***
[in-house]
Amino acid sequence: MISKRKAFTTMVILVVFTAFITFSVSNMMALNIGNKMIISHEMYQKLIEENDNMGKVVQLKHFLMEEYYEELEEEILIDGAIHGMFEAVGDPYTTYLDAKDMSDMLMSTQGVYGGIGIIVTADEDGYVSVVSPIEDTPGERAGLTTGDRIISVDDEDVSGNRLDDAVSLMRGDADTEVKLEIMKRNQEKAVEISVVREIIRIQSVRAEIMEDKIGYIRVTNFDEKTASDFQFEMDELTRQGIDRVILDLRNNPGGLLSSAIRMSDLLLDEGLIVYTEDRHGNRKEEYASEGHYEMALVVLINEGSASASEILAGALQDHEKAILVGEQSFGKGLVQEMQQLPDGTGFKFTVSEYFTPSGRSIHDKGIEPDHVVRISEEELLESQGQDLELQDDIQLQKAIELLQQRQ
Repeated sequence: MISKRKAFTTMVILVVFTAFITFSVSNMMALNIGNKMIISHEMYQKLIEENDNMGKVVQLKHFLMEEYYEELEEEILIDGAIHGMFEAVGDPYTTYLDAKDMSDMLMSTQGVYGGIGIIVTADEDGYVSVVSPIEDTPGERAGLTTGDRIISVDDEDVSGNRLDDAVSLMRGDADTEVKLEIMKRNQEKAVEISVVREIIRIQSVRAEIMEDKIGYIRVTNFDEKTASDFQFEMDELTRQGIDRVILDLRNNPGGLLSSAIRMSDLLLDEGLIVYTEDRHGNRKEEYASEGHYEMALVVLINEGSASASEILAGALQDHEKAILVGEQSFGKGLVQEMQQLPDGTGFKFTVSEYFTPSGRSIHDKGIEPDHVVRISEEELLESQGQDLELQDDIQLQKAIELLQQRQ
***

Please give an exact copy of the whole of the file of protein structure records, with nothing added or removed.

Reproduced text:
[in-house]
Amino acid sequence: MISKRKAFTTMVILVVFTAFITFSVSNMMALNIGNKMIISHEMYQKLIEENDNMGKVVQLKHFLMEEYYEELEEEILIDGAIHGMFEAVGDPYTTYLDAKDMSDMLMSTQGVYGGIGIIVTADEDGYVSVVSPIEDTPGERAGLTTGDRIISVDDEDVSGNRLDDAVSLMRGDADTEVKLEIMKRNQEKAVEISVVREIIRIQSVRAEIMEDKIGYIRVTNFDEKTASDFQFEMDELTRQGIDRVILDLRNNPGGLLSSAIRMSDLLLDEGLIVYTEDRHGNRKEEYASEGHYEMALVVLINEGSASASEILAGALQDHEKAILVGEQSFGKGLVQEMQQLPDGTGFKFTVSEYFTPSGRSIHDKGIEPDHVVRISEEELLESQGQDLELQDDIQLQKAIELLQQRQ
Repeated sequence: MISKRKAFTTMVILVVFTAFITFSVSNMMALNIGNKMIISHEMYQKLIEENDNMGKVVQLKHFLMEEYYEELEEEILIDGAIHGMFEAVGDPYTTYLDAKDMSDMLMSTQGVYGGIGIIVTADEDGYVSVVSPIEDTPGERAGLTTGDRIISVDDEDVSGNRLDDAVSLMRGDADTEVKLEIMKRNQEKAVEISVVREIIRIQSVRAEIMEDKIGYIRVTNFDEKTASDFQFEMDELTRQGIDRVILDLRNNPGGLLSSAIRMSDLLLDEGLIVYTEDRHGNRKEEYASEGHYEMALVVLINEGSASASEILAGALQDHEKAILVGEQSFGKGLVQEMQQLPDGTGFKFTVSEYFTPSGRSIHDKGIEPDHVVRISEEELLESQGQDLELQDDIQLQKAIELLQQRQ